Non-availability of seeds on time is the foremost constraint to adopt improved paddy varieties followed by non-awareness about available improve varieties, non-availability of seeds in enough quantities.
As most part of the produce is retained for household consumption, the taste preference of family members towards traditional varieties viz. Jaya and Jaganath and their suitability for specific traditional recipes deters them from pursue improved varieties.
Modified Broad Bed & Furrow System of cultivation for challenged areas
Shri Sudhir Dutta, a farmer in Creekabad village was earning a net income of Rs.12,000 to 15,000/ha by practicing a single crop of rice in his degraded land affected by Tsunami 2004. He was in search of technological intervention wherein he could cultivate and earn income to meet and enhance the livelihood of his family.
The Scientific team inspected the farm during 2017-18 and analyzed its cropping pattern, resource base, soil quality etc. and found the soil to be highly acidic due to sulphate content. Under NABARD funded project, an intervention was made wherein a farm plan has been formulated with a modified Broad Bed Furrow System of 1188 sq.m. comprising 2 beds and a furrow in-between as below:
As the farmer preferred brinjal which fetches good price in the market, seeds of high yielding variety of brinjal were provided to him for planting on the beds and suggested to apply poultry manure as soil amendment.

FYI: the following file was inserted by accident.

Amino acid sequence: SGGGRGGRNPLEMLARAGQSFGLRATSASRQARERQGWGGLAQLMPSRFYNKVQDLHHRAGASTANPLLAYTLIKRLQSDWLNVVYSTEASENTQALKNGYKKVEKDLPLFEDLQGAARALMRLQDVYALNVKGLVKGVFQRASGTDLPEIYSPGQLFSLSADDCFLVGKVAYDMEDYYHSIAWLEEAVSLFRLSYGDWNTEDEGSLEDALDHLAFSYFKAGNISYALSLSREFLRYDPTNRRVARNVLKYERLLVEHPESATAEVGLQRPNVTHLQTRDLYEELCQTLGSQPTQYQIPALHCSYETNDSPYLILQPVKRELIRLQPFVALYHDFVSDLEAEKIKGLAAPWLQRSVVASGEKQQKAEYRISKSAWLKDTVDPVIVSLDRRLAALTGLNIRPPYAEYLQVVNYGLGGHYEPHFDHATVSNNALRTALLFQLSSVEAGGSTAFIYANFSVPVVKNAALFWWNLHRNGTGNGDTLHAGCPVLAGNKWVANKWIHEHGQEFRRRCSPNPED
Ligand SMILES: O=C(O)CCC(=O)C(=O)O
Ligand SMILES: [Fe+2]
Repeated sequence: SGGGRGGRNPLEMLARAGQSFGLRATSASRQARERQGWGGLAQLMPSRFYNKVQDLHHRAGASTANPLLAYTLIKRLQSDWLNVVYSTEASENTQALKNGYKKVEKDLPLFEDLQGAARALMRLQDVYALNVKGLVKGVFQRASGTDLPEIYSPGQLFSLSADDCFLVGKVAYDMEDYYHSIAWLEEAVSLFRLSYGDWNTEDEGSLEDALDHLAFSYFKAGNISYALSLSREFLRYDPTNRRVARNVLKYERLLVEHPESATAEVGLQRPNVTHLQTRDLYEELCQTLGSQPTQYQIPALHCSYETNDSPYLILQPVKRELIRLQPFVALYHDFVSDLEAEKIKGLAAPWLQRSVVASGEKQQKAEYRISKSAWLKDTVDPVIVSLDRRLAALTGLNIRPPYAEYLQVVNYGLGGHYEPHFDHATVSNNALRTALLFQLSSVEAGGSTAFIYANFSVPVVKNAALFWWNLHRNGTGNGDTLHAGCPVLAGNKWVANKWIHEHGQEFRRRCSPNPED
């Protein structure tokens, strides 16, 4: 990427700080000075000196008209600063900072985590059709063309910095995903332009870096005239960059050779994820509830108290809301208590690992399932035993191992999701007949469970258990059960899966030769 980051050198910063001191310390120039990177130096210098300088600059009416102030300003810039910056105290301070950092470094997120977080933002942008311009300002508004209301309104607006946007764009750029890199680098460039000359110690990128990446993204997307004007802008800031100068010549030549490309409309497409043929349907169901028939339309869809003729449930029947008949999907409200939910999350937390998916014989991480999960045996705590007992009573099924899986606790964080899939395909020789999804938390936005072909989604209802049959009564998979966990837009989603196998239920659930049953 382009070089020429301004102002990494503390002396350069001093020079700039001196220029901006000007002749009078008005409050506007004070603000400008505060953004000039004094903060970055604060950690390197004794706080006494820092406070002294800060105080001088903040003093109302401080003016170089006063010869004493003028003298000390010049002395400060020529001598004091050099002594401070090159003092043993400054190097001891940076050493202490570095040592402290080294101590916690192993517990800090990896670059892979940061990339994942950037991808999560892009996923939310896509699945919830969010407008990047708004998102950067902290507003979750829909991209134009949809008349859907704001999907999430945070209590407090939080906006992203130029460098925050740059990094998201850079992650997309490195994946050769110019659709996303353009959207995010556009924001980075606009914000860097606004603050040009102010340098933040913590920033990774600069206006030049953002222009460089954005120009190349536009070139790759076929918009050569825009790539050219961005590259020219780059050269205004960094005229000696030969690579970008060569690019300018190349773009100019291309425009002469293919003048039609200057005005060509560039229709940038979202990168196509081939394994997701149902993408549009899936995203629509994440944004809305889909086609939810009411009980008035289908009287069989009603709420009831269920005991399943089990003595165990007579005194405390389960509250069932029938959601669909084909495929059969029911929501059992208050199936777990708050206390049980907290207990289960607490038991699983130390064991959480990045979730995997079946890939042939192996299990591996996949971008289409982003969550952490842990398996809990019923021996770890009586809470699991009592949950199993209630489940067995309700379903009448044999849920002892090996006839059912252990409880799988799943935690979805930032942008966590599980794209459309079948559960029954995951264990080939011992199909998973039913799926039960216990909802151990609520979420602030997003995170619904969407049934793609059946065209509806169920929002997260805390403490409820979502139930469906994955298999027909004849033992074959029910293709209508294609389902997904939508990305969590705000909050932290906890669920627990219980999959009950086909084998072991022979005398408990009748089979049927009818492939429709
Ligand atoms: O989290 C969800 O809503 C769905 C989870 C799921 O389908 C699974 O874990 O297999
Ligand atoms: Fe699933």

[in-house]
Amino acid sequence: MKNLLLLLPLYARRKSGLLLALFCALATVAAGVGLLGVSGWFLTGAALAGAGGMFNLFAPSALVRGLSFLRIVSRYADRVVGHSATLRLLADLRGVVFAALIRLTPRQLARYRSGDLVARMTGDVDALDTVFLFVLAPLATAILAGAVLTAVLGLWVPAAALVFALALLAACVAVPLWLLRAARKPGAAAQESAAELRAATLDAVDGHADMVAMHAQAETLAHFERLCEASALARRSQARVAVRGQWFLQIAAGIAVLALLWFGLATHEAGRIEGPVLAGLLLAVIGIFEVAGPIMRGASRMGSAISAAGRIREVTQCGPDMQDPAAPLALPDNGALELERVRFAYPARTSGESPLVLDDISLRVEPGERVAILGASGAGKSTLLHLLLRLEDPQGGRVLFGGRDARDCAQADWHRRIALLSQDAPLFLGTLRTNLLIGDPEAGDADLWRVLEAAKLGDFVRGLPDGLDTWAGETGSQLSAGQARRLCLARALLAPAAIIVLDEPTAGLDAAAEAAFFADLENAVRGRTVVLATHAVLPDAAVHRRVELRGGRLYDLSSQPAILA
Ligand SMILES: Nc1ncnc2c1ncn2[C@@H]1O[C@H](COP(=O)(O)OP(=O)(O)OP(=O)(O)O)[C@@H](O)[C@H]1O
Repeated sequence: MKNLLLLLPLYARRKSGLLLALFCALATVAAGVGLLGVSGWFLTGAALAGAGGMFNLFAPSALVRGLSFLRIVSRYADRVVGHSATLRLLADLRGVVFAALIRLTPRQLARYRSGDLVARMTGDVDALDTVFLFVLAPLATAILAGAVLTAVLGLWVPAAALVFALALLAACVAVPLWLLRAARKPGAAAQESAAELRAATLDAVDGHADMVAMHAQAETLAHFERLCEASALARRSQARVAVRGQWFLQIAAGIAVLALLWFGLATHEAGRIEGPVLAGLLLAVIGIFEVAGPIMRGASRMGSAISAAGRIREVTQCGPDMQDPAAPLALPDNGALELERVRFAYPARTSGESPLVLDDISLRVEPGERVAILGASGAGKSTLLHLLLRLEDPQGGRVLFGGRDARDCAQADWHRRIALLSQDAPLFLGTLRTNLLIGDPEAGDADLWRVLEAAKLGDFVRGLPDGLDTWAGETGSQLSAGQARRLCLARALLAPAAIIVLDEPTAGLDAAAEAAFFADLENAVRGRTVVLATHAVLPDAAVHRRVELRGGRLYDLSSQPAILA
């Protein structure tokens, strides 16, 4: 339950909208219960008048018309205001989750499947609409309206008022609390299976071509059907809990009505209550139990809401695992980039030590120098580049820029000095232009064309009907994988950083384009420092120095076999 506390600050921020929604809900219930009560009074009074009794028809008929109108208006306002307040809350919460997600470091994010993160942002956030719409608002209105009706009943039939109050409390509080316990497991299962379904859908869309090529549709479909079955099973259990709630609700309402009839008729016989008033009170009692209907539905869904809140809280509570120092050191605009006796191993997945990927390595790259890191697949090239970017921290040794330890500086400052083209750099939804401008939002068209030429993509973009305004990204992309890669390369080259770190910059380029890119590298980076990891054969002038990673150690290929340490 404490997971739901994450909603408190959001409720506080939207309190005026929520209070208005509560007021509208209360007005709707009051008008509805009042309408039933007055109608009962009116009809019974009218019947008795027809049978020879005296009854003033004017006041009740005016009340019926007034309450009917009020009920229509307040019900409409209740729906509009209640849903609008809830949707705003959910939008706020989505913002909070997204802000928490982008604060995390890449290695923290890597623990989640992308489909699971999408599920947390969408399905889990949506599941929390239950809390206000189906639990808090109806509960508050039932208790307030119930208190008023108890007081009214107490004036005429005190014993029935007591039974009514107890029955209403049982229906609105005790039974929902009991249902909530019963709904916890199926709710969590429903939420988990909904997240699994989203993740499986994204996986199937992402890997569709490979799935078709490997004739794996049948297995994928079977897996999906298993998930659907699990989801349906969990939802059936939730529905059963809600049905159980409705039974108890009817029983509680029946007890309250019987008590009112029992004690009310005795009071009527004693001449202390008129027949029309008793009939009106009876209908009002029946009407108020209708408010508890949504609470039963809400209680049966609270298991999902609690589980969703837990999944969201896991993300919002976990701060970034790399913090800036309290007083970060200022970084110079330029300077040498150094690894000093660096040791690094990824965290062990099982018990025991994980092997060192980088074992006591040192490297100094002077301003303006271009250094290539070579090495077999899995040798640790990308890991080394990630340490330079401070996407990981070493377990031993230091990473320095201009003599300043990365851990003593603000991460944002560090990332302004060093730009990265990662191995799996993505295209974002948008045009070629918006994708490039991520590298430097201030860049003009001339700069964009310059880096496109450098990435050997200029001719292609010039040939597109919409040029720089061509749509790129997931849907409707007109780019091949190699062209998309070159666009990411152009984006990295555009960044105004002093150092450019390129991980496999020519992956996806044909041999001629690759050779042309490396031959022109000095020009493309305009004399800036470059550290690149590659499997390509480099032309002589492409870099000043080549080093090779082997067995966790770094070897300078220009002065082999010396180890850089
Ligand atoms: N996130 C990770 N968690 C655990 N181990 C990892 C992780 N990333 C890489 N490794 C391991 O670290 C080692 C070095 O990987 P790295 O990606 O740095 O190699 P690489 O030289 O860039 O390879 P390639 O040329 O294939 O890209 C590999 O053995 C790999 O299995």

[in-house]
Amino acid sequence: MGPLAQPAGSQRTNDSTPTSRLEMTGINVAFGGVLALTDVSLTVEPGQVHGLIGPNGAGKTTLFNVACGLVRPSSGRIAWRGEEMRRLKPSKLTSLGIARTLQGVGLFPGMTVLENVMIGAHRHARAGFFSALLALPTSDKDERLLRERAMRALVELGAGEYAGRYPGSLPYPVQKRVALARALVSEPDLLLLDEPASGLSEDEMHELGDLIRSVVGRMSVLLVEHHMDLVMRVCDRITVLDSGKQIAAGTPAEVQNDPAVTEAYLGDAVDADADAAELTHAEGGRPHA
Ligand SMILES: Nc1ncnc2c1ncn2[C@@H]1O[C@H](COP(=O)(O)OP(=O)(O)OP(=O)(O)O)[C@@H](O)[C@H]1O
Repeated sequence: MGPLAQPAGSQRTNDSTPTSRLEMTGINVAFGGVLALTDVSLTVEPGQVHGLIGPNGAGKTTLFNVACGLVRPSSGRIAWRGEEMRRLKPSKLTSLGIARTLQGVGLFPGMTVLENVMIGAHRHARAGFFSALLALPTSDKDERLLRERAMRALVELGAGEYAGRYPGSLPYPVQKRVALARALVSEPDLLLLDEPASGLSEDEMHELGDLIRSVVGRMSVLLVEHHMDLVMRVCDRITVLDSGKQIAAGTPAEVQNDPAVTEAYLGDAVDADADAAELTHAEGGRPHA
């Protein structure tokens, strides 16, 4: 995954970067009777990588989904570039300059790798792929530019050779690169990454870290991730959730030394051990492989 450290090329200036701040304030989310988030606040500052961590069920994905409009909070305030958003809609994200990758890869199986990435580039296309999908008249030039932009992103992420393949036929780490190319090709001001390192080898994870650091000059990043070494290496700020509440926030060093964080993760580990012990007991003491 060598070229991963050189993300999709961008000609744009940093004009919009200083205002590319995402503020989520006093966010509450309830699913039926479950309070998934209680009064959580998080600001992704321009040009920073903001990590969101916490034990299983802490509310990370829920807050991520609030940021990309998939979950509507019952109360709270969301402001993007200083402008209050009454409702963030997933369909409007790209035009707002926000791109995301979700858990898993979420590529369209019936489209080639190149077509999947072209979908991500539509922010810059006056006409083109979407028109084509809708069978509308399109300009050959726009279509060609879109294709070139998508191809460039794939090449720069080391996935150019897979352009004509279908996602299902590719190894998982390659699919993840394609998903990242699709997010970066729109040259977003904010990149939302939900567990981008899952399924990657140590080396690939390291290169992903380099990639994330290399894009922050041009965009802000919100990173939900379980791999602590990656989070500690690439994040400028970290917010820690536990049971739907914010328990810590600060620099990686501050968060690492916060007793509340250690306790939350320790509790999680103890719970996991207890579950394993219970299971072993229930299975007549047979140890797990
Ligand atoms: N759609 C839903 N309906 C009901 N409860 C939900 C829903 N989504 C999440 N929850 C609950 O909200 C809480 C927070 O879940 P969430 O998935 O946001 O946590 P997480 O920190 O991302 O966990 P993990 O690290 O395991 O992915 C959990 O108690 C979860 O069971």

The Scientific team inspected the farm during 2017-18 and analyzed its cropping pattern, resource base, soil quality etc. and found the soil to be highly acidic due to sulphate content. Under NABARD funded project, an intervention was made wherein a farm plan has been formulated with a modified Broad Bed Furrow System of 1188 sq.m. comprising 2 beds and a furrow in-between.
III. Impact of mini incubator on the livelihood of rural populace

Under Bio-tech Kisan Hub project, mini-egg incubators of 240 egg capacity have been installed at the residence of three Farmer Fellow Ambassadors (FFA) viz. Smt. Joshna at Nayagaon, Smt. Meenakshi at Indira Nagar and Smt. Binita Singh at New Wandoor. A survey has been undertaken to assess the utilitization of the incubators in accordance with the objectives of the project.

The FFAs are highly motivated to develop poultry farming on a commercial scale.
The incubators are properly maintained in operational mode.
They meticulously collect eggs from the neighbourhood and even from distant places; and provide hatching service for country fowl and duck to farmers; and Quail to CIARI at remunerative price.
The hatching efficiency of incubators is 90-93%.